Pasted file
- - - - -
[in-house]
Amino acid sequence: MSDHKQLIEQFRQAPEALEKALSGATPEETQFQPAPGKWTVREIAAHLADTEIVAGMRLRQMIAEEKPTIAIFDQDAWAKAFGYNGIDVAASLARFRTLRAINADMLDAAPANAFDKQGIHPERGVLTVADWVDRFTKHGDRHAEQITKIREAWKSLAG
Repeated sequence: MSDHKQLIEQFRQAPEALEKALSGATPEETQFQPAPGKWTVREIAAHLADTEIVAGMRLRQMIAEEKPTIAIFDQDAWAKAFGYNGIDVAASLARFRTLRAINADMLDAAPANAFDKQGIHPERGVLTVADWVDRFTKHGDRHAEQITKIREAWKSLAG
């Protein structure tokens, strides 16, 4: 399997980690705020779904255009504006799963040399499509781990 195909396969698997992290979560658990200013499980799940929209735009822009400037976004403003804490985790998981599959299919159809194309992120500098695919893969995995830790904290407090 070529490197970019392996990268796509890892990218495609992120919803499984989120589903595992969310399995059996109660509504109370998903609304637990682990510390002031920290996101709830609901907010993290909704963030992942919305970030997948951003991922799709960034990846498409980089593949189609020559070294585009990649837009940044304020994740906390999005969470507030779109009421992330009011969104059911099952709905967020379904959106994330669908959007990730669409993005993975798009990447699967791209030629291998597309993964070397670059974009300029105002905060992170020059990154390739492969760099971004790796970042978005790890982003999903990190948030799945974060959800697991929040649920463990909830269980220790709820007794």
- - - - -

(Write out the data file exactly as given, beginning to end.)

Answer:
[in-house]
Amino acid sequence: MSDHKQLIEQFRQAPEALEKALSGATPEETQFQPAPGKWTVREIAAHLADTEIVAGMRLRQMIAEEKPTIAIFDQDAWAKAFGYNGIDVAASLARFRTLRAINADMLDAAPANAFDKQGIHPERGVLTVADWVDRFTKHGDRHAEQITKIREAWKSLAG
Repeated sequence: MSDHKQLIEQFRQAPEALEKALSGATPEETQFQPAPGKWTVREIAAHLADTEIVAGMRLRQMIAEEKPTIAIFDQDAWAKAFGYNGIDVAASLARFRTLRAINADMLDAAPANAFDKQGIHPERGVLTVADWVDRFTKHGDRHAEQITKIREAWKSLAG
């Protein structure tokens, strides 16, 4: 399997980690705020779904255009504006799963040399499509781990 195909396969698997992290979560658990200013499980799940929209735009822009400037976004403003804490985790998981599959299919159809194309992120500098695919893969995995830790904290407090 070529490197970019392996990268796509890892990218495609992120919803499984989120589903595992969310399995059996109660509504109370998903609304637990682990510390002031920290996101709830609901907010993290909704963030992942919305970030997948951003991922799709960034990846498409980089593949189609020559070294585009990649837009940044304020994740906390999005969470507030779109009421992330009011969104059911099952709905967020379904959106994330669908959007990730669409993005993975798009990447699967791209030629291998597309993964070397670059974009300029105002905060992170020059990154390739492969760099971004790796970042978005790890982003999903990190948030799945974060959800697991929040649920463990909830269980220790709820007794």